A public forum in one of Kosovo’s most religiously diverse cities, Prizren, was held as part of the #debatpernime series, bringing together religious officials, experts, politicians and the public to discuss interethnic and religious tolerance.
Mosques, orthodox and catholic churches sit just a few meters away from one another in the center of the historic city of Prizren. With this skyline in the background, the next forum in the #debatpernime, or ‘debate for real’ series was held, opening up discussion on religious and interethnic tolerance in Kosovo, which will be aired on BIRN’s televised program Jeta ne Kosove on Thursday.
Lutfi Balleku, an imam of Prizren, and Ilarion Lupulovic, an orthodox priest, sat next to each other for the public debate.
Alongside them were Mytaher Haskuka, the mayor of Prizren, Jovana Radosavljevic from the NGO New Social Initiative, Agnesa Cipa-Laci and Bujar Laci, a catholic and muslim married couple, Abidin Shehu, a Sufi Dervish of the muslim community, Besa Ismaili, professor at the Faculty of Islamic Studies and journalist Branislav Krstic.
According to Balleku, interreligious and interethnic tolerance in Prizren has been shaped throughout generations, mainly due to the geographical and strategic position of Prizren.
He said that the Municipality of Prizren’s different regions are full of people of different ethnicities living together.
“Four roads run across Prizren. The Zhur region, Gora and Opoja, where Gorani and Bosniaks live, while Albanians live in the Anadrin, Zhupa and Suhareke regions,” said Balleku, who is from Prizren. “All these different habits and customs are integrated into the traditional, and they coexist beautifully in harmony.”
Further, Balleku said that today, as in the past, children born in Prizren grow up learning Albanian, Turkish and Bosnian at the same time, meaning people do not experience different language as unfamiliar, or consider others that speak them as foreign.
The orthodox priest, Ilarion Lupulovic, said that because of the multireligious and multiethnic image Prizren has, he was surprised that “in Prizren, many churches were destroyed and burned [during the March 2004 riots]. No one expected this. But most of the older citizens told us that this act was not done by the citizens of Prizren, but by people who came from abroad.”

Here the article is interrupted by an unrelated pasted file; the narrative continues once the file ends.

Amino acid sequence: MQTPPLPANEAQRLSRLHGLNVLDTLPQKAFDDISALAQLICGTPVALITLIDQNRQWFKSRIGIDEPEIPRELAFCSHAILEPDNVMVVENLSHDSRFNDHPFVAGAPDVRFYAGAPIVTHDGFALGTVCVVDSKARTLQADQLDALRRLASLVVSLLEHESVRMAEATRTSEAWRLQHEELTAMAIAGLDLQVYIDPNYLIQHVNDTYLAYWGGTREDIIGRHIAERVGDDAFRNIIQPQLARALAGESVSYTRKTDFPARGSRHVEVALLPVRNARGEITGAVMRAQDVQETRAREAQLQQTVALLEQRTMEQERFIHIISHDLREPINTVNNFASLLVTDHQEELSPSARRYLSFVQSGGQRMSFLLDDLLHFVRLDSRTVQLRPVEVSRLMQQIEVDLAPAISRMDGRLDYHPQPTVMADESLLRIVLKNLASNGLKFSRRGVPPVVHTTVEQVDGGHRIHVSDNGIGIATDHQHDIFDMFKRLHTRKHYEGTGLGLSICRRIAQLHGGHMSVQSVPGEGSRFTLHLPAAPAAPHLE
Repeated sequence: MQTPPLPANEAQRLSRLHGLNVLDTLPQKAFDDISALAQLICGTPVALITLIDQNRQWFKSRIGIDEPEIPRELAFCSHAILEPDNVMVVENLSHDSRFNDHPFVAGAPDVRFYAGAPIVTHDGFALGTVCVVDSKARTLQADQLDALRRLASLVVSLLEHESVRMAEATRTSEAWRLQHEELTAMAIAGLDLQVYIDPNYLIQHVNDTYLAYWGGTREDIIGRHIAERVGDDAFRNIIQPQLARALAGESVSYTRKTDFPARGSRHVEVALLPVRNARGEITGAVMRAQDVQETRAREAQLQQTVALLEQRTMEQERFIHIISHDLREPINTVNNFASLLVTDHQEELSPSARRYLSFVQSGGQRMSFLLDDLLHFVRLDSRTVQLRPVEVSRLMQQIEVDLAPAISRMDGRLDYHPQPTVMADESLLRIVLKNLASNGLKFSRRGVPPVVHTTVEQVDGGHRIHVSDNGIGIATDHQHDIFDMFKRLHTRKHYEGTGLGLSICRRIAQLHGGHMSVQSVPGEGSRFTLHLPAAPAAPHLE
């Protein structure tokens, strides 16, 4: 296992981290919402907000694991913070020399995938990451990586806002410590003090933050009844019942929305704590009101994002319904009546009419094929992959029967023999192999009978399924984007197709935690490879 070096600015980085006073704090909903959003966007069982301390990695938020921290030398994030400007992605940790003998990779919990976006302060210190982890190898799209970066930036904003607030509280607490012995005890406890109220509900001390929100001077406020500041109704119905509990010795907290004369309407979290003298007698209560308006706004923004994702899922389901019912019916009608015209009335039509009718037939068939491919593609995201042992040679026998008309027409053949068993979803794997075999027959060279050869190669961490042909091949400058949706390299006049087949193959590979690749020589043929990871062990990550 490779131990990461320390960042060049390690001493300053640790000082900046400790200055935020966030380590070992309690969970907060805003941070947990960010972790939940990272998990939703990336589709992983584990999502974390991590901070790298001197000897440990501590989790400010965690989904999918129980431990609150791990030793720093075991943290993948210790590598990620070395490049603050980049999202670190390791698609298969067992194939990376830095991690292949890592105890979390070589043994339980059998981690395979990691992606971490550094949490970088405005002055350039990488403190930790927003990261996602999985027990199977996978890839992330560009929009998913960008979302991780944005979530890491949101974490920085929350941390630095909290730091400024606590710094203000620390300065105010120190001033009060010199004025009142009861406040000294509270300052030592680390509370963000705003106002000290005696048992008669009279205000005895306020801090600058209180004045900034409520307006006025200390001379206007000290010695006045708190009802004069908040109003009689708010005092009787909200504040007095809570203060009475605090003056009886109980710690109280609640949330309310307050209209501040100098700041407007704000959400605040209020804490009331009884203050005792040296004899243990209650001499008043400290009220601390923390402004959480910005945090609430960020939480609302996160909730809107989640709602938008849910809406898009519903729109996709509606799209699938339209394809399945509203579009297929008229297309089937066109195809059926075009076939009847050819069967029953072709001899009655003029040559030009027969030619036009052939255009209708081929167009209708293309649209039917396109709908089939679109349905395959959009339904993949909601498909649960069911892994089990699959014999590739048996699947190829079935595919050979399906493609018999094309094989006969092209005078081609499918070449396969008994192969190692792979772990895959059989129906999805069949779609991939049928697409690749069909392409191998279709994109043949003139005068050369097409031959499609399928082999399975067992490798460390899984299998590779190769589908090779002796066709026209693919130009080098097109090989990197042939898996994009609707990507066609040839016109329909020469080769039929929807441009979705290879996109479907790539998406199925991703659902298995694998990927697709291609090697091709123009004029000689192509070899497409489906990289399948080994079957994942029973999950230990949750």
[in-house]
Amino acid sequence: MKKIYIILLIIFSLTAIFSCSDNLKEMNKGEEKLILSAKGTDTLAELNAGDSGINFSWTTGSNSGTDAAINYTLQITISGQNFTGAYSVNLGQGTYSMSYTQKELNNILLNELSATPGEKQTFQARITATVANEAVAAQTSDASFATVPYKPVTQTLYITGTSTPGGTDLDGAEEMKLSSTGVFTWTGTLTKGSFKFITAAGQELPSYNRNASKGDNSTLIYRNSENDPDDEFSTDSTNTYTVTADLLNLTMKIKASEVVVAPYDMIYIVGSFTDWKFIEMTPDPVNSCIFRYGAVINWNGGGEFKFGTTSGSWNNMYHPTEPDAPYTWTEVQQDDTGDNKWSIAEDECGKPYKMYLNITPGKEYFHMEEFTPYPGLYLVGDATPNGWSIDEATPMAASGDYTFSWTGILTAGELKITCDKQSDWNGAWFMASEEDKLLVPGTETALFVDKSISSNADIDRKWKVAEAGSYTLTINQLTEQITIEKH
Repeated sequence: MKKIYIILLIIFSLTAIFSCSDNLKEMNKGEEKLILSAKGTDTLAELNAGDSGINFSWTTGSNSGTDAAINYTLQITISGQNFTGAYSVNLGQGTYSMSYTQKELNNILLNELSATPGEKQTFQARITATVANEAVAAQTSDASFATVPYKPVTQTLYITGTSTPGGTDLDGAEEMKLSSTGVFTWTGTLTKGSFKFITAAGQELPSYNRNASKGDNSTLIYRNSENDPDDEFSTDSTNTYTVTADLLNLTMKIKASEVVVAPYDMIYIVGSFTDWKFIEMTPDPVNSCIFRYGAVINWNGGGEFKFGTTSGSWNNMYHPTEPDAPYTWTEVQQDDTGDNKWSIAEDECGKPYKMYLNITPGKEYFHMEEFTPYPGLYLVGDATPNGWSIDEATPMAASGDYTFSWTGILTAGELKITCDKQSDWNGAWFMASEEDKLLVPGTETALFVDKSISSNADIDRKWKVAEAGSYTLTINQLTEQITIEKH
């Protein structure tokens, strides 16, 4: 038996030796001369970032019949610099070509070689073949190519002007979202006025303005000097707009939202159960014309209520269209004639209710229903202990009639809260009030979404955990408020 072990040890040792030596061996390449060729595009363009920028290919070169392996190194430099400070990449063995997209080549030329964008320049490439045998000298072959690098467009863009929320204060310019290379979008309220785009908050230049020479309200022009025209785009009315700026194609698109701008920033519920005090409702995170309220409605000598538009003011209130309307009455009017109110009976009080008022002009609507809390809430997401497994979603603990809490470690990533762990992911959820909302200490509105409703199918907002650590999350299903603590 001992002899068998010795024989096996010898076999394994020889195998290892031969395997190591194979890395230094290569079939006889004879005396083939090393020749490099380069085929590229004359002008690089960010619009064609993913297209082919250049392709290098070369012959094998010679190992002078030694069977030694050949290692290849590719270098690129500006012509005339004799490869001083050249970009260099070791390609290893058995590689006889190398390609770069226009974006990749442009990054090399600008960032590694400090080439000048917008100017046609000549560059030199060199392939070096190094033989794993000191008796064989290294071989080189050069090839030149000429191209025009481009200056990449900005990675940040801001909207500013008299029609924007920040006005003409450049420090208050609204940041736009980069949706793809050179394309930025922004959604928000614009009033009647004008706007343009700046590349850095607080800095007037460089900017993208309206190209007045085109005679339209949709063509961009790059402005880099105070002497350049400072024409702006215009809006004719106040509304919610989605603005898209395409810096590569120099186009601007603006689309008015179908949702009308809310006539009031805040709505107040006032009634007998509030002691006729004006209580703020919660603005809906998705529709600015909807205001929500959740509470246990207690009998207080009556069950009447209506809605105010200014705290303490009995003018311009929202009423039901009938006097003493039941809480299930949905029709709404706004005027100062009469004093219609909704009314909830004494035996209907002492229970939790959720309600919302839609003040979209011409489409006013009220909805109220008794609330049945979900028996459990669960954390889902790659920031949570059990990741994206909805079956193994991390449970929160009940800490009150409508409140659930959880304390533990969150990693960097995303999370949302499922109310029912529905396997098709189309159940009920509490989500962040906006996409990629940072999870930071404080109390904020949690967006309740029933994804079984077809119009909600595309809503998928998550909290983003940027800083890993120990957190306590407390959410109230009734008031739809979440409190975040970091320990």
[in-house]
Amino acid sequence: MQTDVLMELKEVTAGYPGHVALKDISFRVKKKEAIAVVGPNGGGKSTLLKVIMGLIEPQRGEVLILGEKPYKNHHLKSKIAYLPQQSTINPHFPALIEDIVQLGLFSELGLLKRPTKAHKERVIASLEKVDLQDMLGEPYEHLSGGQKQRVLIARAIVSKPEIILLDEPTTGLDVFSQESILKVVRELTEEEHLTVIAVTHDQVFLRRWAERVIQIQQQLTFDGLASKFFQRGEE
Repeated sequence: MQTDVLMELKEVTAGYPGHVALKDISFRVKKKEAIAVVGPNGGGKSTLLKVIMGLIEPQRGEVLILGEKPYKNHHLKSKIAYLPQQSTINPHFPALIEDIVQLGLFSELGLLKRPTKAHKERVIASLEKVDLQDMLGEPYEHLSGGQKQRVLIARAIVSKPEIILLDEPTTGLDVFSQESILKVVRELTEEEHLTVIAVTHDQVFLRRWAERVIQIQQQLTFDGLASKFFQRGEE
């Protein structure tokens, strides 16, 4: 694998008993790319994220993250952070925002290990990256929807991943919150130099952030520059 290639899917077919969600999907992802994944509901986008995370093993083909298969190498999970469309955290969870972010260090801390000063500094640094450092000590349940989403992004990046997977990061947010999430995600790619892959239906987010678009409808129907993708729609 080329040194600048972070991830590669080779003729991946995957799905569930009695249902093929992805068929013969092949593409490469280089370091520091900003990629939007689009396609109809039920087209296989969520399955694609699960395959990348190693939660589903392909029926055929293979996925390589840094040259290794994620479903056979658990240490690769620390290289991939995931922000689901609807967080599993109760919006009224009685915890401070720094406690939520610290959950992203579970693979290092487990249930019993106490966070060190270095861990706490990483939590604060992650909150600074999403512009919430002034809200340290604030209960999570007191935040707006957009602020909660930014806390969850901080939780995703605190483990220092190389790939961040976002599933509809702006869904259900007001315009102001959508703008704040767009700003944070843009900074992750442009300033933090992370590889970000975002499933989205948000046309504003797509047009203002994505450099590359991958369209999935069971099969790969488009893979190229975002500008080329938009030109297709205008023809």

“A long time has passed since then and, thanks to the Lord, we are now able to move much more freely,” Lupulovic continued. “We were told that they [Albanians] too are happy to see us back in city, and that once again this city has regained the features it had before the conflict.”
Balleku said to Lupulovic that he missed the pleasure of moving freely in North Mitrovica.
Lupulovic replied that he “cannot walk freely in Gjakova, Drenica or even in Decan. We have no problems in Gjilan. I invite us to walk together and if something happens to you, then it will happen to me too.”
Balleku said in reply that the destruction and preservation of various religious sites in Kosovo and Serbia began long before the war.
“The Serbian regime destroyed 218 mosques during the war in Kosovo, and many mosques were also demolished in Serbia, something we would have liked not to have happened,” he replied to Lupulovic, noting that orthodox and catholic sites in Prizren were preserved in the early 20th century, despite the muslim community using these sites to practice their faith.
Mytaher Haskuka, the mayor of Prizren, said during the debate that coexistence in Prizren is part of the city’s identity, which he is proud of and works hard to cultivate.
“When you see all these historical monuments and you grow up with them around you, then you gain some sense of empathy and begin to identify with them,” said Haskuka. “I have regular meetings with everyone here, we met the priests here and talked about how these places can be opened for tourists, so that they have direct access, because these premises are of value for Prizren.”
Besa Ismaili, professor of English at the Faculty of Islamic Studies of the University of Prishtina, said that in other cities of Kosovo a similar culture should be established, and that the citizens should be familiar with and pay visits to the religious sites of all faiths in Kosovo.
According to her, this would remove prejudice, ignorance and lack of communication that Muslims may have entering a church and vice versa.